Opinion: Greenwash damages the credibility and economics of green.
Not an opinion: Plastic damages me.
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As a designer, watching some products marketed as green is a cruel punishment. Most folks see a label that implies green and they trust it. We also hear marketing portray products as "better for the environment" but aren't. When these products are marketed as green, they become greenwash. Here comes the damage.
Greenwash hurts the credibility of green in many ways. After the 2008 Bush Recession, zombie marketers flooded the green market to make their zombie cash by exploiting greens good graces on zombie consumers. The walking dead were feed. This was to be expected and it happened.
Solar powered animatronic butterflies? Tsk-tsk!
The worst part is some groups get tax breaks to make greenwash. A poor investment for citizens and their future environment. With limited resources to build the other side of our green energy bridge, should be polluting the river with said limited resources?
Ethical diamonds? Ya, right!
While marketers exploit the green market with solar powered musical fountains, homemade solar panels, free energy machines and greenwash gimmicks galore, we see marketing firms and greasy manufacturing firms getting government grants, but these investments don't deliver the green. Most don't make any green either, for investors. The net effect is that smart green investments are being limited by gimmicky junk.
An electric luxury car? You are ugly!
As a designer, I see these things and shake my nerdy head. How can we tell if something is green? Good question! To arrive at a smart green label for products would be complicated, and currently unreliable, not to mention the black market in some green resources. But, I do have a good hint: PLASTIC IS BAD. There I said it. Plastic is bad. Not always, but mostly.
Vegan boots that contain toxic lead and generate microplastic? Morrissey is killing me!
How materials are used in a design help quantify its overall performance. There are times when a designers smartest choice of material is one that is toxic. How that material is used in the design matters. How that materials lifecycle is planned matters. If there is a system to do it safely, it is done. A good example is a dentist's x-ray machine. As a whole, plastic is mostly bad, much like Hitchhikers Guide To The Galaxy classifies humans as mostly harmless. How we handle plastic can make is mostly harmless, if we toss it, it becomes the human mostly harmless again.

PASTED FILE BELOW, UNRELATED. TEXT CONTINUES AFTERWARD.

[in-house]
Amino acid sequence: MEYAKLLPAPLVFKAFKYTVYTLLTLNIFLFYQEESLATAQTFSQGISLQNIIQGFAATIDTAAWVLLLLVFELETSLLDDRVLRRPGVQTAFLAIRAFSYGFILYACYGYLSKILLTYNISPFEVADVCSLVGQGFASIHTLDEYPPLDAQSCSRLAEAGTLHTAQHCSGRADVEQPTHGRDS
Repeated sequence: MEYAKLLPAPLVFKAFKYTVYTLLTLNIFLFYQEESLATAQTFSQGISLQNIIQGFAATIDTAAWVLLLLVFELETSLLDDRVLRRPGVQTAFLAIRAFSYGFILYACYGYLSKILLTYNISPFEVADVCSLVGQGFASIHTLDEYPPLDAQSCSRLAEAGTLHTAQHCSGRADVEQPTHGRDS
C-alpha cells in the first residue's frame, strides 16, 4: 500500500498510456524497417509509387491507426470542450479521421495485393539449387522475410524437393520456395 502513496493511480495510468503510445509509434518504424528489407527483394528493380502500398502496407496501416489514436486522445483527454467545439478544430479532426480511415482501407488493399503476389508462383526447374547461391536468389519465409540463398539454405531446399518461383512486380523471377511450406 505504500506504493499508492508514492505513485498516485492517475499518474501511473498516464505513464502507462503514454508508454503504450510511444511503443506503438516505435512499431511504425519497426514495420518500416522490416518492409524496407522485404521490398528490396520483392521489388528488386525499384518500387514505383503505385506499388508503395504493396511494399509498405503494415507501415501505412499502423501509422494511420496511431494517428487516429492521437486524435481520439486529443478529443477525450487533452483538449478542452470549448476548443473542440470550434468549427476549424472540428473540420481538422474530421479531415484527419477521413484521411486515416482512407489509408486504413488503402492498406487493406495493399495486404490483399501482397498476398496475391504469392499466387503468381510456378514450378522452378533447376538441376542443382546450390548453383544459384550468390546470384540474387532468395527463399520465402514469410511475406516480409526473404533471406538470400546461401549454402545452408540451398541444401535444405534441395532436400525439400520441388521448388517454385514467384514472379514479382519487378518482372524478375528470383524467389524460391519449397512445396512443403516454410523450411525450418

What is worse, even worse than the worst part I mentioned earlier, there's no long-term testing on most new materials, or products. New plastics, new nano materials, how can we be green when what we have is potentially toxic? How can something be green if it can't do what it was designed to do? A recent story brings my thoughts into focus: biodegradable plastic. Spoilers, it doesn't degrade as the marketing claimed. Greenwash! There I said it. Or why are our Great Lakes filled with microplastic from cosmetics and cleaners? Is anyone thinking ahead, or do lobby groups just make the politicians rubber stamp for safety. Was this particular biodegradable plastic a good investment?
Will 3-D printing plastic push me over the design edge? Cough-cough!
Plastic is my nemesis. It's horrible. It's made of oil, It breaks, it pollutes, it gets scratched, it harbors bacteria, it decomposes, it weakens, UV light turns it to gross dust, it off gasses, it's not easily repairable, it's biotoxic, it's ugly, and I really don't like it. My perfect world would be free of plastic, so start by using less. Thank you! I have tried to eliminate more myself over the years. It adds up!
Using plastic, even ethical plastic, results in bad things. Please, handle plastic with caution. Ocean scientists are concerned about microplastics impact on our ocean ecosystems. Fish eat the microplastic, birds eat the fish, we eat the fish. Some birds eat the plastic, some people eat the birds, it's a mess! Lots of animals have it in their stomachs. No matter if you use first generation plastic, or recycled, the same bad stuff happens.
A green plastic shopping bag that rips in a few weeks? AHAHAHHA!
Please, stop using plastic. Did I mention it is made from subsidized oil? Maybe another time...